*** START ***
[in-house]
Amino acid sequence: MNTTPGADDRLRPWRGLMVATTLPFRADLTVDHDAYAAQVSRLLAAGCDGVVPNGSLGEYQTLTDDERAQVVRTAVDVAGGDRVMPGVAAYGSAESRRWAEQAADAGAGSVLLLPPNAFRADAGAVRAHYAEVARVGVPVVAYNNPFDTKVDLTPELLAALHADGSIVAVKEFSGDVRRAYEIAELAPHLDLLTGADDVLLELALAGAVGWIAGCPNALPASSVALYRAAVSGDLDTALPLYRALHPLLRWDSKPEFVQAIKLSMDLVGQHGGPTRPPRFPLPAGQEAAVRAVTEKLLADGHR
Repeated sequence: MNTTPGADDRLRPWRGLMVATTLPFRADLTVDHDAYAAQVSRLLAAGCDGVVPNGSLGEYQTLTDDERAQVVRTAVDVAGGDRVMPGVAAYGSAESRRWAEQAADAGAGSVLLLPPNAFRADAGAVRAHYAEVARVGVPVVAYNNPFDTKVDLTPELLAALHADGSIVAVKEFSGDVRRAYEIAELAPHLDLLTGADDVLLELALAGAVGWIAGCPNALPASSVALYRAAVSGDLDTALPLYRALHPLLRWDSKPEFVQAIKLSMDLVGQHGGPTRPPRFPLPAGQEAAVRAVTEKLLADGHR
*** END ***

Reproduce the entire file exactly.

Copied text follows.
[in-house]
Amino acid sequence: MNTTPGADDRLRPWRGLMVATTLPFRADLTVDHDAYAAQVSRLLAAGCDGVVPNGSLGEYQTLTDDERAQVVRTAVDVAGGDRVMPGVAAYGSAESRRWAEQAADAGAGSVLLLPPNAFRADAGAVRAHYAEVARVGVPVVAYNNPFDTKVDLTPELLAALHADGSIVAVKEFSGDVRRAYEIAELAPHLDLLTGADDVLLELALAGAVGWIAGCPNALPASSVALYRAAVSGDLDTALPLYRALHPLLRWDSKPEFVQAIKLSMDLVGQHGGPTRPPRFPLPAGQEAAVRAVTEKLLADGHR
Repeated sequence: MNTTPGADDRLRPWRGLMVATTLPFRADLTVDHDAYAAQVSRLLAAGCDGVVPNGSLGEYQTLTDDERAQVVRTAVDVAGGDRVMPGVAAYGSAESRRWAEQAADAGAGSVLLLPPNAFRADAGAVRAHYAEVARVGVPVVAYNNPFDTKVDLTPELLAALHADGSIVAVKEFSGDVRRAYEIAELAPHLDLLTGADDVLLELALAGAVGWIAGCPNALPASSVALYRAAVSGDLDTALPLYRALHPLLRWDSKPEFVQAIKLSMDLVGQHGGPTRPPRFPLPAGQEAAVRAVTEKLLADGHR